Who Goes on River Cruises?

This is probably one of the most commonly asked questions about river cruising. Figuring out if a river cruise is right for you just takes a few minutes, once you have a handle on who will be your fellow passengers.

Yay! We're off to spend an afternoon on a market tour with our chef from the Viking Lif. This tour was a sell-out.
Yay! We’re off to spend an afternoon on a market tour with our chef from the Viking Lif. This tour was a sell-out.

Who Goes on a River Cruise? 

Just about anyone who doesn’t want crowds, lines or casinos. Seriously though, river cruises do tend to attract all sorts of travelers. But there are a few things to know about with whom you’ll share a small boat for at least a week. 

Passenger demographic

River cruise passengers tend to be well-traveled, enjoy history, art, culture and cuisine. Many river cruise enthusiasts are retired (55 yrs. +) and have disposable income. They may have experienced several ocean cruises and want to try something slower, less crowded and a bit more intellectual.

Almost all river cruise companies are trying with all their might to appeal to Millennials. After all, once the baby boomers get too old to travel (never!) another group has to fill their well-trodden shoes. Realistically, not every Millennial has $8,000+ to plunk down on a Europe river cruise (not including airfare) or $15,000+ for an African river cruise. So don’t expect to see a lot of 30-somethings on your river cruise, unless they’re part of a press trip.

There are a few exceptions. River cruises, especially in Europe, are becoming more popular for young honeymooners, family reunions and those who want to try their first cruise but not on a super-sized, ocean-going ship. Multigenerational cruises are also becoming more popular. Most river cruise lines have an age minimum (usually around 8 yrs old) and offer no special programs or services for children.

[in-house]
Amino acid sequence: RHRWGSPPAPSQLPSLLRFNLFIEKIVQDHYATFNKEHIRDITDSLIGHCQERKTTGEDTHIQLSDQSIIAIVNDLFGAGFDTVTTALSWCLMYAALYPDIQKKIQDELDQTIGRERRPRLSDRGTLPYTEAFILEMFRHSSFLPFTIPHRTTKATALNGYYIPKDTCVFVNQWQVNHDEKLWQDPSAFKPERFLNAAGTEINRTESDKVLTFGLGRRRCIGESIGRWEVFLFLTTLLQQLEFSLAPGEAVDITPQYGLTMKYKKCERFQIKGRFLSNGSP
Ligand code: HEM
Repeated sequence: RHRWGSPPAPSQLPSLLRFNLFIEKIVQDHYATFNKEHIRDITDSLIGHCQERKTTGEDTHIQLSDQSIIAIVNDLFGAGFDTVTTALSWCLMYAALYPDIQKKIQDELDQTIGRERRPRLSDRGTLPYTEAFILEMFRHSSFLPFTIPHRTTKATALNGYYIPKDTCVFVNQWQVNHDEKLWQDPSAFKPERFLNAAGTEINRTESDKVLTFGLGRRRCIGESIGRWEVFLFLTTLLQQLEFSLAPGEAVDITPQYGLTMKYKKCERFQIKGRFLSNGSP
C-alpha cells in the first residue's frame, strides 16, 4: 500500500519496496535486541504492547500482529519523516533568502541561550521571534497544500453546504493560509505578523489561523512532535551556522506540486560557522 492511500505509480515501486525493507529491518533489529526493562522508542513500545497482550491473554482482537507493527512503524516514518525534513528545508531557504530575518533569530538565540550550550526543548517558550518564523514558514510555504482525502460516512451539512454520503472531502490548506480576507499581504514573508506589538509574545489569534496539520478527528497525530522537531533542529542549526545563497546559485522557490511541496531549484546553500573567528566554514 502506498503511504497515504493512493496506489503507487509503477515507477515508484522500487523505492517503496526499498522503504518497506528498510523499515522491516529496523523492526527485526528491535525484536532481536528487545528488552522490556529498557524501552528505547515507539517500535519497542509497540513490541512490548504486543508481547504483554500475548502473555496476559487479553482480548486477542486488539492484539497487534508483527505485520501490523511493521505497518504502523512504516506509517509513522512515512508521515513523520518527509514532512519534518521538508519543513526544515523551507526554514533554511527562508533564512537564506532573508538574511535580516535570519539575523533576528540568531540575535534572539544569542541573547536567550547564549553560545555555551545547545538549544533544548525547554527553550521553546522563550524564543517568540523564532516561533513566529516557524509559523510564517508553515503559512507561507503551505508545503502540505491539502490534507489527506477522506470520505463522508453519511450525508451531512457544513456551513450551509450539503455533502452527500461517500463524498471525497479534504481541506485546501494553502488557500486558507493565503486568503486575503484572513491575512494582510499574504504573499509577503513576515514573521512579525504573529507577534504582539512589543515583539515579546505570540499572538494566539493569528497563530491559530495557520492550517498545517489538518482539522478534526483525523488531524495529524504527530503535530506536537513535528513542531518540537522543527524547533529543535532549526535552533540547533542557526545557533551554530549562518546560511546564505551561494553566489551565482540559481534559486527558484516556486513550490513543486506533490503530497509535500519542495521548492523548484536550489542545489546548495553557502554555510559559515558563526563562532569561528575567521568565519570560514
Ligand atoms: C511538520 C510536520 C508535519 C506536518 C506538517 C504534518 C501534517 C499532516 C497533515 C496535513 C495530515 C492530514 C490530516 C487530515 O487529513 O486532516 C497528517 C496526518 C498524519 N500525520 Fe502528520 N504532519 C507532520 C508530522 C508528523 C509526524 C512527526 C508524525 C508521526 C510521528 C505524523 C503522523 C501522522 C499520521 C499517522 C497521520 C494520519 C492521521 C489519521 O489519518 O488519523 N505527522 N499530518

To this end, AmaWaterways has partnered with Adventures by Disney for family-themed river cruises for ages 7 and up. Avalon and Tauck also have family-themed river cruises. You just have to ask the cruise line if they offer family-themed cruises.

There are Europe river cruise companies like A-Rosa and CroisiEurope that are just beginning to market to North Americans and Millennials. They are priced a bit lower than, for example, AmaWaterways, Scenic and other high-end companies, but they provide an excellent cruise experience for Millennials and Baby Boomers.

Bottom line: Generally, you can expect the passengers on Europe and international river cruises to be older, retired, well-traveled and have a curiosity about the world around them. Younger passengers will most likely be honeymooners, curiousity-seekers or celebrating a milestone event. On river in the USA, passengers are almost always over 55 yrs. old.

Who might like a river cruise?

Those who have been there, done that a zillion times on cruise ships are prime candidates for a leisurely river cruise. History buffs, wine enthusiasts, retired educators, and those looking for a slower pace without the glitz, non-stop action and mega-crowds found on many ocean-going vessels. On a river cruise, you’re not cruising with 4,000 new-found “friends.”  Maybe 200 max in Europe and up to 450 on certain Mississippi river ships.

Those who are more independent and in search of a slower-paced vacation can forego the ship’s excursions and wander through towns and cities on their own. Many river cruisers are totally into the immersive experience of local cultures and cuisine, architecture and art. They tend to go off on their own to explore new sights and enjoy lunches and even dinners ashore when possible.

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